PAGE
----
Lambeth is a district in Central London, England, in the London Borough of Lambeth. It is situated 1 mile south of Charing Cross; the population of the London Borough of Lambeth was 303,086 in 2011. The area experienced some slight growth in the medieval period as part of the manor of Lambeth Palace. By the Victorian era the area had seen significant development as London expanded, with dense industrial and residential buildings located adjacent to one another; the changes brought by World War II altered much of the fabric of Lambeth. Subsequent development in the late 20th and early 21st centuries has seen an increase in the number of high-rise buildings; the area is home to the International Maritime Organization. The origins of the name of Lambeth come from its first record in 1062 as Lambehitha, meaning'landing place for lambs', in 1255 as Lambeth. In the Domesday Book, Lambeth is called "Lanchei" in error; the name refers to a harbour where lambs were either shipped to. It is formed from the Old English'lamb' and'hythe'.
South Lambeth is recorded as Sutlamehethe in 1241 and North Lambeth is recorded in 1319 as North Lamhuth. The manor of Lambeth is recorded as being under ownership of the Archbishop of Canterbury from at least 1190; the Archbishops led the development of much of the manor, with Archbishop Hubert Walter creating the residence of Lambeth Palace in 1197. Lambeth and the palace were the site of two important 13th-century international treaties. Edward, the Black Prince lived in Lambeth in the 14th century in an estate that incorporated the land not belonging to the Archbishops, which included Kennington; as such, much of the freehold land of Lambeth to this day remains under Royal ownership as part of the estate of the Duchy of Cornwall. Lambeth was the site of the principal medieval London residence of the Dukes of Norfolk, but by 1680 the large house had been sold and ended up as a pottery manufacturer, creating some of the first examples of English delftware in the country; the road names, Norfolk Place and Norfolk Row reflect the legacy of the house today.
Lambeth Palace lies opposite the southern section of the Palace of Westminster on the Thames. The two were linked by a horse ferry across the river; until the mid-18th century the north of Lambeth was marshland, crossed by a number of roads raised against floods. The marshland in the area, known as Lambeth Marshe, was drained in the 18th century but is remembered in the Lower Marsh street name. With the opening of Westminster Bridge in 1750, followed by the Blackfriars Bridge, Vauxhall Bridge and Lambeth Bridge itself, a number of major thoroughfares were developed through Lambeth, such as Westminster Bridge Road, Kennington Road and Camberwell New Road; until the 18th century Lambeth was still rural in nature, being outside the boundaries of central London, although it had experienced growth in the form of taverns and entertainment venues, such as theatres and Bear pits. The subsequent growth in road and marine transport, along with the development of industry in the wake of the industrial revolution brought great change to the area.
The area grew with an ever-increasing population at this time, many of whom were poor. As a result, Lambeth opened a parish workhouse in 1726. In 1777 a parliamentary report recorded a parish workhouse in operation accommodating up to 270 inmates. On 18 December 1835 the Lambeth Poor Law Parish was formed, comprising the parish of St Mary, Lambeth, "including the district attached to the new churches of St John, Kennington, Norwood", its operation was overseen by an elected Board of twenty Guardians. Following in the tradition of earlier delftware manufacturers, the Royal Doulton Pottery company had their principle manufacturing site in Lambeth for several centuries; the Lambeth factory closed in 1956 and production was transferred to Staffordshire. However the Doulton offices, located on Black Prince Road still remain as they are a listed building, which includes the original decorative tiling. Between 1801 and 1831 the population of Lambeth trebled and in ten years alone between 1831 and 1841 it increased from 87,856 in to 105,883.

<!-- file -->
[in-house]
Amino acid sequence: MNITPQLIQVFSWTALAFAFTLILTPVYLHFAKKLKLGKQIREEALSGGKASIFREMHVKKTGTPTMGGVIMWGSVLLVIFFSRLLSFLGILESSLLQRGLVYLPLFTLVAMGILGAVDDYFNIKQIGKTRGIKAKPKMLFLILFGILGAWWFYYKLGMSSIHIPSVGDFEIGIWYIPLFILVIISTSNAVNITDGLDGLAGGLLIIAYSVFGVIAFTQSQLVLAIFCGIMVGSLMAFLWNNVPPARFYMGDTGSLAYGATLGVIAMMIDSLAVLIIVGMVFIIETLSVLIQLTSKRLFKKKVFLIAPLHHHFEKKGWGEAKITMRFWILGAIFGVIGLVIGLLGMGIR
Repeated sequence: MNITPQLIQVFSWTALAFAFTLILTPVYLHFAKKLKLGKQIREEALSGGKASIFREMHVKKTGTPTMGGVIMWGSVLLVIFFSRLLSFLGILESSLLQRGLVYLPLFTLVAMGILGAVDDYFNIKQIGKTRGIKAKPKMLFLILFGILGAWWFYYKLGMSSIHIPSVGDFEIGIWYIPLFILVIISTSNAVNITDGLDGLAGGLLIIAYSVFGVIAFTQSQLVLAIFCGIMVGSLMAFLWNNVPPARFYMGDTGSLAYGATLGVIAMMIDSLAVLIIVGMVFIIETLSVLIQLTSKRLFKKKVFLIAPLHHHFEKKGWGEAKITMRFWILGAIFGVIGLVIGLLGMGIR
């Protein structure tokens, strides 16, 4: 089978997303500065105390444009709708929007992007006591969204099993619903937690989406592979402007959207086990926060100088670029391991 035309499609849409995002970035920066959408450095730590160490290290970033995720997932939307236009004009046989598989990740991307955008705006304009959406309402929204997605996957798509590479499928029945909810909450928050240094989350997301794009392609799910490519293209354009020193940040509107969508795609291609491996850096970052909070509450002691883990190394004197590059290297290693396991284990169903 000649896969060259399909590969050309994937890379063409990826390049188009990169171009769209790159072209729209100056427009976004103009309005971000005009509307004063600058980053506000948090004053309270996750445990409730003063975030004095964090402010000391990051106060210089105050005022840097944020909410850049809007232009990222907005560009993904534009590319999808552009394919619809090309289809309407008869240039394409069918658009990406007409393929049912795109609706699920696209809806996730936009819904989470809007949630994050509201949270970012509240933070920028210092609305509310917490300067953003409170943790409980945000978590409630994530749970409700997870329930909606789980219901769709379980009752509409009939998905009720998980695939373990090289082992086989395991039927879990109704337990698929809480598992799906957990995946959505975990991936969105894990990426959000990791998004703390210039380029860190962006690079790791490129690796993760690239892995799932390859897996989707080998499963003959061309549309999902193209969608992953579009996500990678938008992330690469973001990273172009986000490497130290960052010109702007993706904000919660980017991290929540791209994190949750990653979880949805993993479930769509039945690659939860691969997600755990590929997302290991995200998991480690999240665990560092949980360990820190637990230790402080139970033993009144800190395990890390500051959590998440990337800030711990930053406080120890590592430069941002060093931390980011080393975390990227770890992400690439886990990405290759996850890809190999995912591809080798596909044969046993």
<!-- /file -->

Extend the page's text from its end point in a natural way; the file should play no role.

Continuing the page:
The railway first came to Lambeth in the 1840s, as construction began which extended the London and South Western Railway from its original station at Nine Elms to the new terminus at London Waterloo via the newly constructed Nine Elms to Waterloo Viaduct. With the massive urban development of London in the 19th century and with the opening of the large Waterloo railway station in 1848 the locality around the station and Lower Marsh became known as Waterloo, becoming an area distinct from Lambeth itself; the Lambeth Ragged school was built in 1851 to help educate the children of destitute facilities, although the widening of the London and South Western Railway in 1904 saw the building reduced in size. Part of the school building still is occupied by the Beaconsfield Gallery; the Beaufoy Institute was built in 1907 to provide technical education for the poor of the area, although this stopped being an educational institution at the end of the 20th century. Lambeth Walk and Lambeth High Street were the two principle commercial streets of Lambeth, but today are predominantly residential in nature.
Lambeth Walk was site of a market for many years, which by 1938 had 159 shops, including 11 butchers. The street and surrounding roads, like most of Lambeth were extensively damaged in the Second World War; this included the complete destruction of the Victorian Swimming Baths in 1945, when a V2 Rocket hit the street resulting in the deaths of 37 peopl